The first essay, "Pain Won't Kill You," had me hooked.  It was Franzen's commencement address to Kenyon College last May, and it struck home for me having come almost a decade since my own college graduation.  Becoming an adult is hard, and having to learn to make adult choices is even harder.  But we have to do it, and sometimes we have to hurt.  The lesson in this essay is that pain is necessary to grow and it won't kill you--without it, you learn less and feel less.

The essay that packed the most punch in this book was Franzen's memorial service remarks for David Foster Wallace, titled with his friend's name.  I found Franzen's remarks to be incredibly moving and heartfelt; it's difficult to not feel the love he has for his friend.  He doesn't mince words; he never avoids saying that Wallace took his own life or denying the truth of choices.  Franzen writes these words with such pathos and care that my heart broke although I never met Wallace in person.

This book of essays is definitely worth picking up.  It's raw and honest, and I loved his literary criticisms.  In fact, I might have picked up a few of those books as well!

Thursday, July 5, 2012

Mystery Time

Janet Hannah's Mystery Time came across my desk and at less than 250 small pages it was a fun weekend read. 

Alex Kertesz, a professor in Tel Aviv, is attending a biochemistry conference in Prague with his international colleagues.  When Bernie Green, an American biochemist, falls dead on stage, stabbed in the back, Alex and his colleague Hildegard Kraus must find out who killed him and the relationship this murder has to a watch left to Hildegard by her recently deceased husband.

This book was a fun and quick read.  I enjoyed the relationship between Alex and Hildegard and the story held my interest.  I particularly (and selfishly!) enjoyed the time the characters spent in Heidelberg, as I will be there in just two short months.  I also enjoyed (selfishly again!) that the first half of the story was set in Prague--I love reading about places that I will be visiting or have been visiting.  As I said, this was a satisfying story.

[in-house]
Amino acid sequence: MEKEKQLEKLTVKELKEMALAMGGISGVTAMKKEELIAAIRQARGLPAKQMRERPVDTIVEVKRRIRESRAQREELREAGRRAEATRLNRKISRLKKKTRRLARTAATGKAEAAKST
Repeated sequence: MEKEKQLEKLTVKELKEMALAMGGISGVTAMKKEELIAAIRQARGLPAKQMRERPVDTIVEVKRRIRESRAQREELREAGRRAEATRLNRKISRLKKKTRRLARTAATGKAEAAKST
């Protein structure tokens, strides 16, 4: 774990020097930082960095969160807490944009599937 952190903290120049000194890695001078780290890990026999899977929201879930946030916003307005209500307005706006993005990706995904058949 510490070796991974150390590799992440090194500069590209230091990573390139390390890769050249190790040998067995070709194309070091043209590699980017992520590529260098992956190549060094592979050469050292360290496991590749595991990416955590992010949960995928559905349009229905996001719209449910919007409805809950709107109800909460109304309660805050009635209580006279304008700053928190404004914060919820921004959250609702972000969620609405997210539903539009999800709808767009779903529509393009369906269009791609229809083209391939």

Tuesday, July 3, 2012

Emily the Ewe

Emily the Ewe by M. Dawn is a children's book from the UK.  I love doing posts on children's books here because they are fun, quick, and everyone needs a little animal action in their everyday lives.

Emily is a ewe and she lives in the Devon countryside.  We see her brought into this world as a baby ewe and watch her grow up to have babies of her own. 

This book is for very young readers, and it is a super sweet story.  Emily is a caring animal who takes on a fellow ewe's little lamb when it loses it's mother.  She is caring and sweet.  There is also a good bit of information in this book about animal facts.  For instance, did you know that when a lamb is born it weighs about 9 pounds?  The book is very cute with hand-drawn pictures.  Go Emily!

Monday, July 2, 2012

The World Without You

I was so excited to pick up this book.  The World Without You by Joshua Henkin was the lead book in several magazine book sections, so I snatched it up as soon as I was able.  Oh boy, and I thankful!

The Frankel family reconvenes at their Berkshires home on the Fourth of July--but this is no happy occasion.  It's the one-year anniversary of, and the headstone reveal of, the youngest Frankel, Leo, a journalist killed in Iraq.  Everyone brings their own baggage to the dinner table--Orthodox Jew Noelle comes packing her own kosher food from Israel, Lily feels the constant need to defend her unmarried relationship with her long-term boyfriend, and Clarissa is desperately trying to get pregnant.  Add to this Thisbe, Leo's widow, who comes with secrets of her own.

This book is hands-down the best I have read this year.  I was utterly blown away by it, and I am telling every person I see to go out and buy this book.  The writing is incredible; Henkin understands how to created a character arc in a way that I haven't seen in some time.  The story is awesome and the heartbreak is so real for each and every person in this book.  My heart even broke for the children who might never understand the gravity of the events that transpire over the pages of their story.

This was a book that, once I put down, I was afraid of picking up again. Because of it's intensity, it's addictiveness--because I feared that if I picked it up again I would never put it down.  That if I got lost in this family that I would never want to leave them again. I will continue to recommend this book over and over until everyone has read it.  Open your heart to the Frankels and welcome them into your life.  You will not regret the time you spend with them.